‘Rocky’ is another huge—up to 1 pound—heirloom tomato with the old-fashioned, full tomato flavor gardeners love. The fruits are 6 inches long, fat, yet elongated, finishing in a point. Ibsen doesn’t sell a lot of seed of the variety because it’s not well known. He recommends it highly, however; it contains all the qualities that deserve a place in the garden.
‘Amish Paste’ is widely popular and is really more of a dual-purpose tomato, as it’s rather juicy and the flavor is outstanding. This variety pumps out lots of 4-to-6-ounce red fruits through the summer. Tom Hauch from Heirloom Seeds was one of the first to commercialize ‘Amish Paste’ after encountering it on an Amish-run farm near Lancaster, Pennsylvania. Some believe the variety originated in Wisconsin, but it’s hard to say for sure. Hauch isn’t a huge paste tomato fan, favoring the taste of slicing tomatoes over most sauce varieties. In fact, when making sauce, he’ll incorporate ‘Red Brandywine’ or another favorite heirloom to give it the desired flavor. Although it takes longer to cook down, he prefers the taste.
‘Opalka’, an heirloom originating in Poland, is prized for its flavor. It’s a true paste tomato, very meaty, and sweeter than ‘Amish Paste’. It offers a very thin skin and is deep red with an elongated shape, making it almost pepperlike in appearance. Some fruits will reach 6 inches in length. The plant is vigorous, growing 6 feet or higher with wispy foliage.
‘Super Italian Paste’ is a big tomato, sometimes reaching up to 1 pound. It’s meaty and sweet, with irregular pear-shaped fruits. This one is good for canning, purees, and sauces, and will stand a long time after picking.
‘Polish Linguisa’ is an heirloom from the early 1800s. The big, 10-to-12-ounce bright red tomatoes are sausage-shaped, meaty, and sweet, in the mold of a traditional paste tomato. This tomato is wonderful diced and added to fresh salads.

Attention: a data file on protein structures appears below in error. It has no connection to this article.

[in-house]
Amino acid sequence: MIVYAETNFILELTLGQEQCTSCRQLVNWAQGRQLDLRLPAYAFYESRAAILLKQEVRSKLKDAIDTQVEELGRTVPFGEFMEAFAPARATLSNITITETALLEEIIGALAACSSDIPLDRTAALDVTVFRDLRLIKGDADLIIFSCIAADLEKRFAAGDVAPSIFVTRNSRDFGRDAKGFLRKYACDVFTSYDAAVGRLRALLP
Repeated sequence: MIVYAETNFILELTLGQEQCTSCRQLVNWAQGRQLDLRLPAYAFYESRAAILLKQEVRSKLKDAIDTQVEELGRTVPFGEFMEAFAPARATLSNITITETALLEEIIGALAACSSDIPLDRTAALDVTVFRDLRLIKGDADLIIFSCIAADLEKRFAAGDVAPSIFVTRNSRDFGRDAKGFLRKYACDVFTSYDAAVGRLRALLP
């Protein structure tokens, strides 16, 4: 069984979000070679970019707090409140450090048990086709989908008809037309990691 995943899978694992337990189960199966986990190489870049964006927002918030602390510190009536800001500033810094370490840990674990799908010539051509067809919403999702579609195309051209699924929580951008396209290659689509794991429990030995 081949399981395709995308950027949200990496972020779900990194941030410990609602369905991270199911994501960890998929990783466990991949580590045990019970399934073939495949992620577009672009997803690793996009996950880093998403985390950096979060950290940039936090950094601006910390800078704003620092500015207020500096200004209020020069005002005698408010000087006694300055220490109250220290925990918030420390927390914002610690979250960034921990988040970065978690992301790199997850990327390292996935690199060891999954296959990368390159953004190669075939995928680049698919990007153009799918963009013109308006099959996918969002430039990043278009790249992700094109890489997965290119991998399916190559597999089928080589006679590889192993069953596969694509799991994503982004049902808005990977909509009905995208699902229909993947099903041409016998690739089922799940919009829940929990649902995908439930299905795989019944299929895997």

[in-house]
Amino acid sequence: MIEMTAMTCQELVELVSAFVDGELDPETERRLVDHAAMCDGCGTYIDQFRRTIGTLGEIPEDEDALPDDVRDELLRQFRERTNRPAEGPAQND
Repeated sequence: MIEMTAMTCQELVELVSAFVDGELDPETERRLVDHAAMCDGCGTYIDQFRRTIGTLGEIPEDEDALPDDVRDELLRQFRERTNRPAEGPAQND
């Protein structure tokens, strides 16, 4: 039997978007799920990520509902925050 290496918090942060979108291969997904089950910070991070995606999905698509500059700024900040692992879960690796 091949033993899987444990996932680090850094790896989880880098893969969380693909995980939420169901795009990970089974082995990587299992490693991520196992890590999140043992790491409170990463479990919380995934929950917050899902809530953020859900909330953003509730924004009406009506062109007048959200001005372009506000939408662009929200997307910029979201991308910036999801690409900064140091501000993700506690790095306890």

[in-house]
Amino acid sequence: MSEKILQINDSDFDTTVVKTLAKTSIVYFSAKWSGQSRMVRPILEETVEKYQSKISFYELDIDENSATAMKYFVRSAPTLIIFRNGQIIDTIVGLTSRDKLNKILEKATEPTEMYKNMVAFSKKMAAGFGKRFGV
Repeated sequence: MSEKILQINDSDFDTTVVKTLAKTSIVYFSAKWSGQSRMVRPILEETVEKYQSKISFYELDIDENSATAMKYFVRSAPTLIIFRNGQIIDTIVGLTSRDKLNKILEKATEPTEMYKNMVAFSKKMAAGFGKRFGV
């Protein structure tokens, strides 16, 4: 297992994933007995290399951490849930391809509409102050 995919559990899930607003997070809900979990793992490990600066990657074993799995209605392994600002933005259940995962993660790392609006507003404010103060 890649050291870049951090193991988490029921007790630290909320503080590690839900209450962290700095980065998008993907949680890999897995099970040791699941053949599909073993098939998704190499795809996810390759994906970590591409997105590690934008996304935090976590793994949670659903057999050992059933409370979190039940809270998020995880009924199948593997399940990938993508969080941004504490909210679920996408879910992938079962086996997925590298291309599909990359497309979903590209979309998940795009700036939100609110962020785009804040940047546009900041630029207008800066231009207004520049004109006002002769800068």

‘Heidi’, an heirloom from Africa, produces 2 1/2-inch, flavorful tomatoes over a long season. Good for canning or eating fresh, it puts on tons of stubby, pear-shaped, thick-walled, elongated fruits. ‘Heidi’ was given to respected tomato maven Carolyn Male, Ph.D., author of 100 Heirloom Tomatoes for the American Garden, by a student from Cameroon.
Sauce in 6 Minutes
One of the easiest, freshest sauces starts with minced garlic added to one to two tablespoons of hot extra-virgin olive oil. Sauté for about a minute, then carefully pour in a half-cup of cold stock. Add chopped paste tomatoes—no need to peel them first—season to taste with salt and pepper, and simmer for 5 minutes. Turn off the heat, add two handfuls of chopped basil, and serve immediately over pasta. It’s a heavenly summer dish that showcases the power of fresh organic produce.
Avoiding Blossom-End Rot
Although paste tomatoes are relatively easy to grow, one problem that plagues many varieties is a susceptibility to blossom-end rot. The disease is caused by a calcium deficiency in the plant and characterized by a dry, sunken black lesion on the underside of the tomato where the flower was. It often starts when the tomato is green and eventually makes the fruit inedible.
To avoid blossom-end rot, be sure to keep the soil evenly moist. The calcium is often in the soil, but the plant fails to take it up due to extreme fluctuations of soil moisture. Blossom-end rot often occurs after periods of dry weather followed by downpours, or vice versa. The plants need 1 inch of water per week if rain is scarce.
Prevention is the key: Keep plants mulched with a thick layer of organic matter. Straw is a good choice, as it’s cheap and easy to find. Often only the first flush of fruit is affected by blossom-end rot, and as the season progresses, newer tomatoes will be fine.